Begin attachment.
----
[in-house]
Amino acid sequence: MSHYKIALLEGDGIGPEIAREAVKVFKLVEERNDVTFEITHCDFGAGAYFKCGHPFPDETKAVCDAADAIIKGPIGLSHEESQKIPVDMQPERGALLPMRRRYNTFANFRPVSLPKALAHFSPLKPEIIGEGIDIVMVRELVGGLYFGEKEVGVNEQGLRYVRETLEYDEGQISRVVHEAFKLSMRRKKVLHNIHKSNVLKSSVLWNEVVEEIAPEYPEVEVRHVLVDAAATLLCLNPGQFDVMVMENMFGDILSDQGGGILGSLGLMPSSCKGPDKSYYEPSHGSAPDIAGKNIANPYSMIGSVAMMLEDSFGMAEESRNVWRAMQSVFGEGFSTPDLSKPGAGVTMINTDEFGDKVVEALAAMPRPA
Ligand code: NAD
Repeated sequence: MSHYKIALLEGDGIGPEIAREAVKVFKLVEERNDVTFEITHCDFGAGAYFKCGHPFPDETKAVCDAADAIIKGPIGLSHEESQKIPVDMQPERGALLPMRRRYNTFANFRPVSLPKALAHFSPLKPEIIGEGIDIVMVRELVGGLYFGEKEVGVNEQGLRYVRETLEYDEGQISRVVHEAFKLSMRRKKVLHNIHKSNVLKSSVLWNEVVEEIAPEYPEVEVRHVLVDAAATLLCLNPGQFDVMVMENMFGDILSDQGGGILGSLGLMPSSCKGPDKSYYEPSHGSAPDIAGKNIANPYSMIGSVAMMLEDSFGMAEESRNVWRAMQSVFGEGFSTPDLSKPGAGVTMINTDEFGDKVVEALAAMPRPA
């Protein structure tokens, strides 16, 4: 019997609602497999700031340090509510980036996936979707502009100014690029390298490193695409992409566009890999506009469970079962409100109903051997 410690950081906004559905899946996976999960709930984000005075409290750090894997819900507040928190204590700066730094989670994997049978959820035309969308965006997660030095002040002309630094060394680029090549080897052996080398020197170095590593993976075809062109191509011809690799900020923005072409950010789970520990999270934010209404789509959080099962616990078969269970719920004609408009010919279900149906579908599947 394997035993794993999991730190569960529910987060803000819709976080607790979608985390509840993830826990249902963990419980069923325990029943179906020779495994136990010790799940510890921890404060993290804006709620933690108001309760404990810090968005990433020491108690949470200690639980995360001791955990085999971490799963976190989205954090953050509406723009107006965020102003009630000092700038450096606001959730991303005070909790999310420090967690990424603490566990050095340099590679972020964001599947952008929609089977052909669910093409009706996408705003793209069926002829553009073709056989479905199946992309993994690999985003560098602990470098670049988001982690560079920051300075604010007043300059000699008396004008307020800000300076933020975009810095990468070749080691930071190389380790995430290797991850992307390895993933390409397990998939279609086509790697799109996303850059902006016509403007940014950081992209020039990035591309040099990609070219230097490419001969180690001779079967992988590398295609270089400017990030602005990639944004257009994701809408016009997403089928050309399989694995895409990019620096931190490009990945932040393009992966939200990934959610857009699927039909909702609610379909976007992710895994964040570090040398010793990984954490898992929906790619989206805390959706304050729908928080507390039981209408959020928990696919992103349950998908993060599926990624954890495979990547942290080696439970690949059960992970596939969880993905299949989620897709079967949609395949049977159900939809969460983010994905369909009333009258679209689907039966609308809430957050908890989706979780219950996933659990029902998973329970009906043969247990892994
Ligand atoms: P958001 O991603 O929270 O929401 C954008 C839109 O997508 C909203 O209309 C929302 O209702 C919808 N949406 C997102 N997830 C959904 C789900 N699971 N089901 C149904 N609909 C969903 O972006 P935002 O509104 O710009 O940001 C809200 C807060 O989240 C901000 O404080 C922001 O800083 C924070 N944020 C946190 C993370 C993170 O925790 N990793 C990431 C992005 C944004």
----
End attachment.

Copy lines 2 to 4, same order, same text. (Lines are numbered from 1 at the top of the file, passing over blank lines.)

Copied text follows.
Amino acid sequence: MSHYKIALLEGDGIGPEIAREAVKVFKLVEERNDVTFEITHCDFGAGAYFKCGHPFPDETKAVCDAADAIIKGPIGLSHEESQKIPVDMQPERGALLPMRRRYNTFANFRPVSLPKALAHFSPLKPEIIGEGIDIVMVRELVGGLYFGEKEVGVNEQGLRYVRETLEYDEGQISRVVHEAFKLSMRRKKVLHNIHKSNVLKSSVLWNEVVEEIAPEYPEVEVRHVLVDAAATLLCLNPGQFDVMVMENMFGDILSDQGGGILGSLGLMPSSCKGPDKSYYEPSHGSAPDIAGKNIANPYSMIGSVAMMLEDSFGMAEESRNVWRAMQSVFGEGFSTPDLSKPGAGVTMINTDEFGDKVVEALAAMPRPA
Ligand code: NAD
Repeated sequence: MSHYKIALLEGDGIGPEIAREAVKVFKLVEERNDVTFEITHCDFGAGAYFKCGHPFPDETKAVCDAADAIIKGPIGLSHEESQKIPVDMQPERGALLPMRRRYNTFANFRPVSLPKALAHFSPLKPEIIGEGIDIVMVRELVGGLYFGEKEVGVNEQGLRYVRETLEYDEGQISRVVHEAFKLSMRRKKVLHNIHKSNVLKSSVLWNEVVEEIAPEYPEVEVRHVLVDAAATLLCLNPGQFDVMVMENMFGDILSDQGGGILGSLGLMPSSCKGPDKSYYEPSHGSAPDIAGKNIANPYSMIGSVAMMLEDSFGMAEESRNVWRAMQSVFGEGFSTPDLSKPGAGVTMINTDEFGDKVVEALAAMPRPA